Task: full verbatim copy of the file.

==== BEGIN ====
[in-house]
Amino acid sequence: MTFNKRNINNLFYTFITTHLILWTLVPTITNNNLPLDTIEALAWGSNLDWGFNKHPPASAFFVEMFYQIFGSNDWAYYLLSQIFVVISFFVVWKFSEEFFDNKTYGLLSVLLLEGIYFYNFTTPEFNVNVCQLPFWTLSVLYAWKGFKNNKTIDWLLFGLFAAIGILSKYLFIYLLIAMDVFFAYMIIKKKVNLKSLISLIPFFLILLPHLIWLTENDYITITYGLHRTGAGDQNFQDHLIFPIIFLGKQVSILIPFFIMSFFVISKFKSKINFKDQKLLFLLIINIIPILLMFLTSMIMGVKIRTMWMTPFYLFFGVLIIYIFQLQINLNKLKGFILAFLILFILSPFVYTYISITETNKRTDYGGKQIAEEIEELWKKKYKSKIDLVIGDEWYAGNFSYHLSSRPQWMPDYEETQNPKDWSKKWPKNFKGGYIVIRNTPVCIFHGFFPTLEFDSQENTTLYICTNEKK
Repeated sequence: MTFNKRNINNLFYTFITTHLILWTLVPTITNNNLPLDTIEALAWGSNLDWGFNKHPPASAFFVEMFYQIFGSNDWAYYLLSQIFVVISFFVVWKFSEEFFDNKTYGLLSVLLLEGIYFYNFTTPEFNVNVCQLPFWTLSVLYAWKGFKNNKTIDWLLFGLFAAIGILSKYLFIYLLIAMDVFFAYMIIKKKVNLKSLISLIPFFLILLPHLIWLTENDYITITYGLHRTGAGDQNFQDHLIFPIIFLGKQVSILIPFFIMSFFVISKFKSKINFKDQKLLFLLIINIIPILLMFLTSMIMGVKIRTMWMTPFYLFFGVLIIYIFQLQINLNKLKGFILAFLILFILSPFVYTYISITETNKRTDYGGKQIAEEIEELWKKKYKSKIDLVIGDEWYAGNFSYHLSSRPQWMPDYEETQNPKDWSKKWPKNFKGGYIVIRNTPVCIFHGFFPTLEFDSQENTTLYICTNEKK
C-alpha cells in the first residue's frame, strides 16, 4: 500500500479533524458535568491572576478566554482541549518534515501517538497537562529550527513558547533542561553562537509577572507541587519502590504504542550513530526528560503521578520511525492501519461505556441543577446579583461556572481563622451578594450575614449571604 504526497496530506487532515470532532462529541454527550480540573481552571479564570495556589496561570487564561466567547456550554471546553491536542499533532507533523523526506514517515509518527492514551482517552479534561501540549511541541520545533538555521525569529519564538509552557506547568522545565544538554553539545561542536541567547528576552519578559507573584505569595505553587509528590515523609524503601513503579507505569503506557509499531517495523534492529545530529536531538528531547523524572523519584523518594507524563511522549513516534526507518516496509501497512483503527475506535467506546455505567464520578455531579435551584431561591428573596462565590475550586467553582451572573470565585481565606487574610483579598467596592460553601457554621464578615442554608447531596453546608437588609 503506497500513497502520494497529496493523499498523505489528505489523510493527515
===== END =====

[in-house]
Amino acid sequence: MTFNKRNINNLFYTFITTHLILWTLVPTITNNNLPLDTIEALAWGSNLDWGFNKHPPASAFFVEMFYQIFGSNDWAYYLLSQIFVVISFFVVWKFSEEFFDNKTYGLLSVLLLEGIYFYNFTTPEFNVNVCQLPFWTLSVLYAWKGFKNNKTIDWLLFGLFAAIGILSKYLFIYLLIAMDVFFAYMIIKKKVNLKSLISLIPFFLILLPHLIWLTENDYITITYGLHRTGAGDQNFQDHLIFPIIFLGKQVSILIPFFIMSFFVISKFKSKINFKDQKLLFLLIINIIPILLMFLTSMIMGVKIRTMWMTPFYLFFGVLIIYIFQLQINLNKLKGFILAFLILFILSPFVYTYISITETNKRTDYGGKQIAEEIEELWKKKYKSKIDLVIGDEWYAGNFSYHLSSRPQWMPDYEETQNPKDWSKKWPKNFKGGYIVIRNTPVCIFHGFFPTLEFDSQENTTLYICTNEKK
Repeated sequence: MTFNKRNINNLFYTFITTHLILWTLVPTITNNNLPLDTIEALAWGSNLDWGFNKHPPASAFFVEMFYQIFGSNDWAYYLLSQIFVVISFFVVWKFSEEFFDNKTYGLLSVLLLEGIYFYNFTTPEFNVNVCQLPFWTLSVLYAWKGFKNNKTIDWLLFGLFAAIGILSKYLFIYLLIAMDVFFAYMIIKKKVNLKSLISLIPFFLILLPHLIWLTENDYITITYGLHRTGAGDQNFQDHLIFPIIFLGKQVSILIPFFIMSFFVISKFKSKINFKDQKLLFLLIINIIPILLMFLTSMIMGVKIRTMWMTPFYLFFGVLIIYIFQLQINLNKLKGFILAFLILFILSPFVYTYISITETNKRTDYGGKQIAEEIEELWKKKYKSKIDLVIGDEWYAGNFSYHLSSRPQWMPDYEETQNPKDWSKKWPKNFKGGYIVIRNTPVCIFHGFFPTLEFDSQENTTLYICTNEKK
C-alpha cells in the first residue's frame, strides 16, 4: 500500500479533524458535568491572576478566554482541549518534515501517538497537562529550527513558547533542561553562537509577572507541587519502590504504542550513530526528560503521578520511525492501519461505556441543577446579583461556572481563622451578594450575614449571604 504526497496530506487532515470532532462529541454527550480540573481552571479564570495556589496561570487564561466567547456550554471546553491536542499533532507533523523526506514517515509518527492514551482517552479534561501540549511541541520545533538555521525569529519564538509552557506547568522545565544538554553539545561542536541567547528576552519578559507573584505569595505553587509528590515523609524503601513503579507505569503506557509499531517495523534492529545530529536531538528531547523524572523519584523518594507524563511522549513516534526507518516496509501497512483503527475506535467506546455505567464520578455531579435551584431561591428573596462565590475550586467553582451572573470565585481565606487574610483579598467596592460553601457554621464578615442554608447531596453546608437588609 503506497500513497502520494497529496493523499498523505489528505489523510493527515